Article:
Companies risk paying over the odds for software or becoming mired in legal wrangles because of who they trust to negotiate IT deals.
More than half of the 400 senior finance professionals surveyed by the Institute of Chartered Accountants in England and Wales (ICAEW) claimed to leave the monitoring, auditing and policing of software to IT.
Only one in five included a software audit in their financial review. While over two thirds did have processes in place to manage their software assets, most checks were done manually by staff and most only checked them once a year. Only 4% said they monitored software every month.
‘Finance departments should be viewing software as an important company asset and managing it in that way," says Vaughan Smith, head of Software Asset Management at Microsoft, which sponsored the research.
‘Not only should it be good business sense for companies to know what software licences they own and what software they're using, they could be saving as much as 25% on the costs of owning, maintaining and supporting this asset but they need to gain control of it first and monitor it on a frequent and ongoing basis.’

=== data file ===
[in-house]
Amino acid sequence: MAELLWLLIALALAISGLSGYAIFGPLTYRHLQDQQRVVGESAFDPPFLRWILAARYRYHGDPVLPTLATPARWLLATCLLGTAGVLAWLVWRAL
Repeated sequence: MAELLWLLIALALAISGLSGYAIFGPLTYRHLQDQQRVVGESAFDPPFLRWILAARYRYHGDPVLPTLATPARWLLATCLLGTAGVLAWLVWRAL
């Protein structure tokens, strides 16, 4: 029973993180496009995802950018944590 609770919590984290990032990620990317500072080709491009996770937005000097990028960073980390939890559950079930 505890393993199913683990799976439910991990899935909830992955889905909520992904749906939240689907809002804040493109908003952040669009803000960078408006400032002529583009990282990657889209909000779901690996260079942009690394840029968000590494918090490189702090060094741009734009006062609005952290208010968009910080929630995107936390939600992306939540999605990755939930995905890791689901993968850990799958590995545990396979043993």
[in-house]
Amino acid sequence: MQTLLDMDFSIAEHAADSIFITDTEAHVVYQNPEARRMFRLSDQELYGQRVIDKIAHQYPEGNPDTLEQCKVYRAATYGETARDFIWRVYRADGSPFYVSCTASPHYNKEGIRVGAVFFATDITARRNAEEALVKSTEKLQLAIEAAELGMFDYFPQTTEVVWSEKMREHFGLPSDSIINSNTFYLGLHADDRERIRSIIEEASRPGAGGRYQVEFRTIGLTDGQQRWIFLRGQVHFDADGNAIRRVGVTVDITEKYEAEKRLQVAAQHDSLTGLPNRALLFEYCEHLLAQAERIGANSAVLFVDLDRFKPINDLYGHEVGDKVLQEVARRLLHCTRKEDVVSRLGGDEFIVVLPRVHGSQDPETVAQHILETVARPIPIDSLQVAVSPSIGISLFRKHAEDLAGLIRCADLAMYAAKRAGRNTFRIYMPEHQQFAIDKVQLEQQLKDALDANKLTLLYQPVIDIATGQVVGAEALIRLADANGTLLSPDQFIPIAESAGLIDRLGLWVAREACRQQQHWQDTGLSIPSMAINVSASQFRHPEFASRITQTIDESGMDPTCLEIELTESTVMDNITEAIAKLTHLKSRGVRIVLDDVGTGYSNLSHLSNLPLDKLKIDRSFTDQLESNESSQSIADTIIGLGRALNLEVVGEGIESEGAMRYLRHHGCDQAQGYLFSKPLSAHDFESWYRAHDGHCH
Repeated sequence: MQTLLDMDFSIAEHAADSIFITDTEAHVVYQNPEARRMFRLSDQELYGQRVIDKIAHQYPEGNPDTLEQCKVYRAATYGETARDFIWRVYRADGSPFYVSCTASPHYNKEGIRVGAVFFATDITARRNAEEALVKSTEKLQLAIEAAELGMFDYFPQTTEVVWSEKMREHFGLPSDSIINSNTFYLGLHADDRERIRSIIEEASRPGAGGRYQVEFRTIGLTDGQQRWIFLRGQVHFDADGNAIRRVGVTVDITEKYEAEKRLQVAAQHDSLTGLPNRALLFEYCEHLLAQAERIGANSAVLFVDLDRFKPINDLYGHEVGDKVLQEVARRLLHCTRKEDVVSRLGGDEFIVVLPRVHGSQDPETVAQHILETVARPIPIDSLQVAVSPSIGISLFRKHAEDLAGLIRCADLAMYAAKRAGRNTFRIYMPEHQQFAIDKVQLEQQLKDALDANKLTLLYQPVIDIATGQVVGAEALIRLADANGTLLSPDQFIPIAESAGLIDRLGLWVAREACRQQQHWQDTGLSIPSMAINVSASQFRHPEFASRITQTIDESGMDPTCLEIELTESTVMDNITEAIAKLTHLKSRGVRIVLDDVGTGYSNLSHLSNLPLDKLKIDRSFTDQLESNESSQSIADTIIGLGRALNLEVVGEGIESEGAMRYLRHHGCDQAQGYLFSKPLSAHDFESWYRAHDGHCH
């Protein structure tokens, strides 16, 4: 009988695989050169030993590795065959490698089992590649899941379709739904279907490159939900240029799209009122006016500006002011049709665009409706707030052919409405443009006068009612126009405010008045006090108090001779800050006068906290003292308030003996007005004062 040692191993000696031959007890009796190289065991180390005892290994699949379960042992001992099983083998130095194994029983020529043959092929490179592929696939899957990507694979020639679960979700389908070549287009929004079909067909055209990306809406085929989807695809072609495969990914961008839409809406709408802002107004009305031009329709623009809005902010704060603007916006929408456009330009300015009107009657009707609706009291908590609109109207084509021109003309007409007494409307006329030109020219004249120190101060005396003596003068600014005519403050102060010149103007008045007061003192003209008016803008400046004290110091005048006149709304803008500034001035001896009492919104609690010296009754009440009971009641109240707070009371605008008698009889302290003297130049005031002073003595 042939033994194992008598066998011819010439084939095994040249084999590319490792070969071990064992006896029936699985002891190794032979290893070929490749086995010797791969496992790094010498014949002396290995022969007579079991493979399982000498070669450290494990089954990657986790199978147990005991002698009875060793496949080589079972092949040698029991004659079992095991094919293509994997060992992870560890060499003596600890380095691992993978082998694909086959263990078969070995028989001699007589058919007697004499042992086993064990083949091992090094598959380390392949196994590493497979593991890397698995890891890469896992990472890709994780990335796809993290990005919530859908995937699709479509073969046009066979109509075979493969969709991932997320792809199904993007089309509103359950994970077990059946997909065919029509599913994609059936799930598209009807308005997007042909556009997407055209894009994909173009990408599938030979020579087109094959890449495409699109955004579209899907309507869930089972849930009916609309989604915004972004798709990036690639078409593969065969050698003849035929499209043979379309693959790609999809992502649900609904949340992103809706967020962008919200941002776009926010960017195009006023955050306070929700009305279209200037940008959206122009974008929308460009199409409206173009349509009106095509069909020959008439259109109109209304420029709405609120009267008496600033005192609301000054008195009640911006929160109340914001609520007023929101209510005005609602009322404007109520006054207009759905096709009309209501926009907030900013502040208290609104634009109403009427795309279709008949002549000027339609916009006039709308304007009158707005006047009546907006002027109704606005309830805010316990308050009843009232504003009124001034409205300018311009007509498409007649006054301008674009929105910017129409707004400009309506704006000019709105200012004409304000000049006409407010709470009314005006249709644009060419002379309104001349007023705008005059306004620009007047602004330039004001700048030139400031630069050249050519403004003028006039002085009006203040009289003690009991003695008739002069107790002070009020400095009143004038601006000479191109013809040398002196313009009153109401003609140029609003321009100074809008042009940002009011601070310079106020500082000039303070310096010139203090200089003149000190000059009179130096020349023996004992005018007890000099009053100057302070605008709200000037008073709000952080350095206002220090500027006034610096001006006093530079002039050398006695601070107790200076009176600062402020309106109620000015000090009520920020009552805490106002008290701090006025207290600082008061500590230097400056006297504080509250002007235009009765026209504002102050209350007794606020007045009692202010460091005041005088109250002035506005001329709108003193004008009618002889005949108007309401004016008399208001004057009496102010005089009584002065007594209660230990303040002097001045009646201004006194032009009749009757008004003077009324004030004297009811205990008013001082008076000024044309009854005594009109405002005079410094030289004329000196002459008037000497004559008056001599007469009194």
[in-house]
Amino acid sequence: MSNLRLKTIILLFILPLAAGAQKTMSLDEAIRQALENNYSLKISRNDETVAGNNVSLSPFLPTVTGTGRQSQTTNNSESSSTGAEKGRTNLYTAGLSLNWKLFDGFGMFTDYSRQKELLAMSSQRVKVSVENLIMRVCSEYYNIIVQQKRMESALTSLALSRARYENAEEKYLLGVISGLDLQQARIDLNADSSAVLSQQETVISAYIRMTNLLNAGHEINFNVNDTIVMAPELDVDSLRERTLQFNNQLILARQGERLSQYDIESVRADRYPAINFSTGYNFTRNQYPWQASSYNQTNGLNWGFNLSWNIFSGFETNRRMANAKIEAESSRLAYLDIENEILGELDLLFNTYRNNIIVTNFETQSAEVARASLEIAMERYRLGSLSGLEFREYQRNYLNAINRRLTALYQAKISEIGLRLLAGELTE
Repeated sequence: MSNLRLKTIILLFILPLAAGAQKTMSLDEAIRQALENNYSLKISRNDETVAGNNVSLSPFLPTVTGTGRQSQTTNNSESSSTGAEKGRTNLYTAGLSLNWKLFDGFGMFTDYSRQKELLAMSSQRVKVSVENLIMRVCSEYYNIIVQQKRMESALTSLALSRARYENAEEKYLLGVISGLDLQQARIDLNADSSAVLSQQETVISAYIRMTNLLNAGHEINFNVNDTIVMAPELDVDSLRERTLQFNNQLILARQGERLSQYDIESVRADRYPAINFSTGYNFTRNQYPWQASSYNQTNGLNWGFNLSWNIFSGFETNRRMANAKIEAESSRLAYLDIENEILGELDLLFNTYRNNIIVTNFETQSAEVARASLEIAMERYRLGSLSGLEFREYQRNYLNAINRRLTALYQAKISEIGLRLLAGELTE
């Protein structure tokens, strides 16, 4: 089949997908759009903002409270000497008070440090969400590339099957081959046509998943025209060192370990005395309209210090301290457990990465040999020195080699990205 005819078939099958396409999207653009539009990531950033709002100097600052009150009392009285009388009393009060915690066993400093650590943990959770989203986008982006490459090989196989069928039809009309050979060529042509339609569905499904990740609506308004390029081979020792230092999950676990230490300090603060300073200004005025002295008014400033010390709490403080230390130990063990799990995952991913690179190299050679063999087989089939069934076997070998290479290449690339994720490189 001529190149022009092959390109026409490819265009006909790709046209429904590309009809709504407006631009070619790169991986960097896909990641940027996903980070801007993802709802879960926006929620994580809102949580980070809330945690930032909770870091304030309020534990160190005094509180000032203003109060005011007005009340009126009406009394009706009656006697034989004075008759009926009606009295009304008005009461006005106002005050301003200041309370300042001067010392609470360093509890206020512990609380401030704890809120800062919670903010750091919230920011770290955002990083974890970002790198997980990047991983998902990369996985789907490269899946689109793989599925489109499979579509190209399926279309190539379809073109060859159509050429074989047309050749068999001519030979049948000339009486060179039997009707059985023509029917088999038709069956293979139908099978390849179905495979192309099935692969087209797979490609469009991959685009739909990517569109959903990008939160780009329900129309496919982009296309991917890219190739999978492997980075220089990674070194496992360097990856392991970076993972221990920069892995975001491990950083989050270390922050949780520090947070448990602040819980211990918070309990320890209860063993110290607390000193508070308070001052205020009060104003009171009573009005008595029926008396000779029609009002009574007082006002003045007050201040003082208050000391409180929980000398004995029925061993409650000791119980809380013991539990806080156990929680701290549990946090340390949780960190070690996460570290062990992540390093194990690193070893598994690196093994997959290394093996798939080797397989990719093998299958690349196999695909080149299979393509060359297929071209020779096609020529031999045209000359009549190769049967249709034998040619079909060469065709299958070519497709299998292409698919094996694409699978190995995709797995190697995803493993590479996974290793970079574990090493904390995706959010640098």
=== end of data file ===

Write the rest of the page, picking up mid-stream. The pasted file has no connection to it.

According to analyst firm IDC, we’re heading for a software pricing shake-up as virtualisation technologies take hold. Virtualisation blurs the lines between hardware and software, allowing computing sources to be dynamically assigned to different tasks.
Vendors will have to change their pricing structure, as current licensing does not allow for splitting applications between systems, says IDC